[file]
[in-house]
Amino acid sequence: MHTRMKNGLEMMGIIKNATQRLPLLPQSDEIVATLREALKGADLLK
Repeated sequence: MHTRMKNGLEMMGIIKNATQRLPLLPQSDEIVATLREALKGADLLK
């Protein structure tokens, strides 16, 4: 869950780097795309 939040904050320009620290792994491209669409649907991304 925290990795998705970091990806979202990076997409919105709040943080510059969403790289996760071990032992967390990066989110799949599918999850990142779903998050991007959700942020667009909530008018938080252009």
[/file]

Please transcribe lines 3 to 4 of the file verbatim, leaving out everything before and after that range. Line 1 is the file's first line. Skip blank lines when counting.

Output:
Repeated sequence: MHTRMKNGLEMMGIIKNATQRLPLLPQSDEIVATLREALKGADLLK
């Protein structure tokens, strides 16, 4: 869950780097795309 939040904050320009620290792994491209669409649907991304 925290990795998705970091990806979202990076997409919105709040943080510059969403790289996760071990032992967390990066989110799949599918999850990142779903998050991007959700942020667009909530008018938080252009």